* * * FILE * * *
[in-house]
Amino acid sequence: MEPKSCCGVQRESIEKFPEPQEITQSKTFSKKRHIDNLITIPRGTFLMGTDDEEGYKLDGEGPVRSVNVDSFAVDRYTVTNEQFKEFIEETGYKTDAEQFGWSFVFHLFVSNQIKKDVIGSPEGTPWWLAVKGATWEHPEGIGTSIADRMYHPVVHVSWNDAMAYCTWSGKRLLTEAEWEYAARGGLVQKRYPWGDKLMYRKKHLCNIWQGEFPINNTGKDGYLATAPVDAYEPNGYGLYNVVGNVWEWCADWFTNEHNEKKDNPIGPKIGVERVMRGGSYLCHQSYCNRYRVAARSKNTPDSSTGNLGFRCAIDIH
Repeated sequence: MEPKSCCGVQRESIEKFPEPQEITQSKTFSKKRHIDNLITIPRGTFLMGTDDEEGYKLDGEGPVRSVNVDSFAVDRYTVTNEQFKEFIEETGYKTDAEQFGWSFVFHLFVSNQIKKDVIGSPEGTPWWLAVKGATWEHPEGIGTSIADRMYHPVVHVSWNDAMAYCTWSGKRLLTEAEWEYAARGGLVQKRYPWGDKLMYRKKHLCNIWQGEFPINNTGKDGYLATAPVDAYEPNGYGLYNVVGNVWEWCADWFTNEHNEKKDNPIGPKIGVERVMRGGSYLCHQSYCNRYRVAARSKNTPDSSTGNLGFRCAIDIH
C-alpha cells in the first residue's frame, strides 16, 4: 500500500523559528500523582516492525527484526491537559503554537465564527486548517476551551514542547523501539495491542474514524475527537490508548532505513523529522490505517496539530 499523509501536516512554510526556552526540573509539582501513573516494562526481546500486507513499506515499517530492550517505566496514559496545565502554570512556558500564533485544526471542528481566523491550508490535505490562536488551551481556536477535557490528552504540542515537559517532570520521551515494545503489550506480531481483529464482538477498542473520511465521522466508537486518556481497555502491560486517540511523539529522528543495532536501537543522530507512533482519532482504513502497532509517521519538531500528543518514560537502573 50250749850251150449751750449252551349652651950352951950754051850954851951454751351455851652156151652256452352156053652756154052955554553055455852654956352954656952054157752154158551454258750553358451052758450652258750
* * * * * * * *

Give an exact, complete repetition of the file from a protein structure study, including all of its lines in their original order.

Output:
[in-house]
Amino acid sequence: MEPKSCCGVQRESIEKFPEPQEITQSKTFSKKRHIDNLITIPRGTFLMGTDDEEGYKLDGEGPVRSVNVDSFAVDRYTVTNEQFKEFIEETGYKTDAEQFGWSFVFHLFVSNQIKKDVIGSPEGTPWWLAVKGATWEHPEGIGTSIADRMYHPVVHVSWNDAMAYCTWSGKRLLTEAEWEYAARGGLVQKRYPWGDKLMYRKKHLCNIWQGEFPINNTGKDGYLATAPVDAYEPNGYGLYNVVGNVWEWCADWFTNEHNEKKDNPIGPKIGVERVMRGGSYLCHQSYCNRYRVAARSKNTPDSSTGNLGFRCAIDIH
Repeated sequence: MEPKSCCGVQRESIEKFPEPQEITQSKTFSKKRHIDNLITIPRGTFLMGTDDEEGYKLDGEGPVRSVNVDSFAVDRYTVTNEQFKEFIEETGYKTDAEQFGWSFVFHLFVSNQIKKDVIGSPEGTPWWLAVKGATWEHPEGIGTSIADRMYHPVVHVSWNDAMAYCTWSGKRLLTEAEWEYAARGGLVQKRYPWGDKLMYRKKHLCNIWQGEFPINNTGKDGYLATAPVDAYEPNGYGLYNVVGNVWEWCADWFTNEHNEKKDNPIGPKIGVERVMRGGSYLCHQSYCNRYRVAARSKNTPDSSTGNLGFRCAIDIH
C-alpha cells in the first residue's frame, strides 16, 4: 500500500523559528500523582516492525527484526491537559503554537465564527486548517476551551514542547523501539495491542474514524475527537490508548532505513523529522490505517496539530 499523509501536516512554510526556552526540573509539582501513573516494562526481546500486507513499506515499517530492550517505566496514559496545565502554570512556558500564533485544526471542528481566523491550508490535505490562536488551551481556536477535557490528552504540542515537559517532570520521551515494545503489550506480531481483529464482538477498542473520511465521522466508537486518556481497555502491560486517540511523539529522528543495532536501537543522530507512533482519532482504513502497532509517521519538531500528543518514560537502573 50250749850251150449751750449252551349652651950352951950754051850954851951454751351455851652156151652256452352156053652756154052955554553055455852654956352954656952054157752154158551454258750553358451052758450652258750